The coming year marks the centenaries of two of the biggest and best-known names in the history of the lawn mower: Atco and JP. We'll be celebrating these two significant landmarks during the year online and, hopefully, at our rallies and events.
With its original Atco Motor Mower, which we collectors call the "Standard", Charles H Pugh manufactured the world's first mass-produced motor mower. Less than a thousand of the original 22-inch-cut "Oval Frame" model were made in 1921. But improvements to the design from 1922 and introduction of additional sizes using a standardised range of components meant that prices were much lower than similar models from other manufacturers. Production increased rapidly and by the mid-1920s the company was making many thousand each year, all supported by a network of service depots and mobile agents. Many of our members have examples of these early Atco machines in their collections. New designs in the 1930s and more innovations in the years that followed kept Atco at the forefront of the industry and there are plenty of different models, sizes, and configurations for collectors to discover. The company has been through manay changes in the past 100 years but its current incarnation continues.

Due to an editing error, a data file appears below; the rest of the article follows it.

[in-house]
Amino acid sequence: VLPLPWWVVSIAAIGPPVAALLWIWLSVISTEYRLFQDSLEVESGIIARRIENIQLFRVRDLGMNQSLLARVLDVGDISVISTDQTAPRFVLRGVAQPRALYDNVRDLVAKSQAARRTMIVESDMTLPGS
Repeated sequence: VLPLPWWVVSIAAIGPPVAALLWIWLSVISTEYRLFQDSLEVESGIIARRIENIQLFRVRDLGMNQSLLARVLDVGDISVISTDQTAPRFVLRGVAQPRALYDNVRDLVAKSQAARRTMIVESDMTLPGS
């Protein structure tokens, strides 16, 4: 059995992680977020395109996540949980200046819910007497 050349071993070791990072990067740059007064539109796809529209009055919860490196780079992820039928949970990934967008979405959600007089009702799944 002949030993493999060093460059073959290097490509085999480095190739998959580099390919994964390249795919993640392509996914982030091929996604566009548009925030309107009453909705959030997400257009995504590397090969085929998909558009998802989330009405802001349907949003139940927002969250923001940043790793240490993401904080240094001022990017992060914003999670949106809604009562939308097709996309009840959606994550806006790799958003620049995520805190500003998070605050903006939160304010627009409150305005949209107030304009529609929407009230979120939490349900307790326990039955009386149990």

Jerram & Pearson took a different approach by targeting the higher end of the market with mowers known for the quality and precision of the engineering. The company had links with other high-precision manufacturers, including in the aircraft industry, and its machines became known as "the Rolls-Royce of lawn mowers". Its original JP Super hand mower was quickly followed by motor mowers, all using high precision components made from materials such as aluminium which were innovative at the time. None of these machines were cheap but the quality of manufacture means that a relatively high proportion of them have survived and we know from correspondence that there are people who still use very old examples to mower their lawns today. JP mowers are also popular with collectors because of the stylish and innovative designs that make them good to look at and "interesting" to preserve or restore. Sadly the company went out of business in the 1970s but remnants of its designs can still be found in mowers produced since then by Dennis which took over some of the patents.
We'll be featuring news about Atco and JP during 2021 and we hope to feature them both at our Annual Rally in May, should circumstances allow. In the meantime, best wishes for 2021 to all of our club members as well as the enthusiasts and passers-by who visit our website.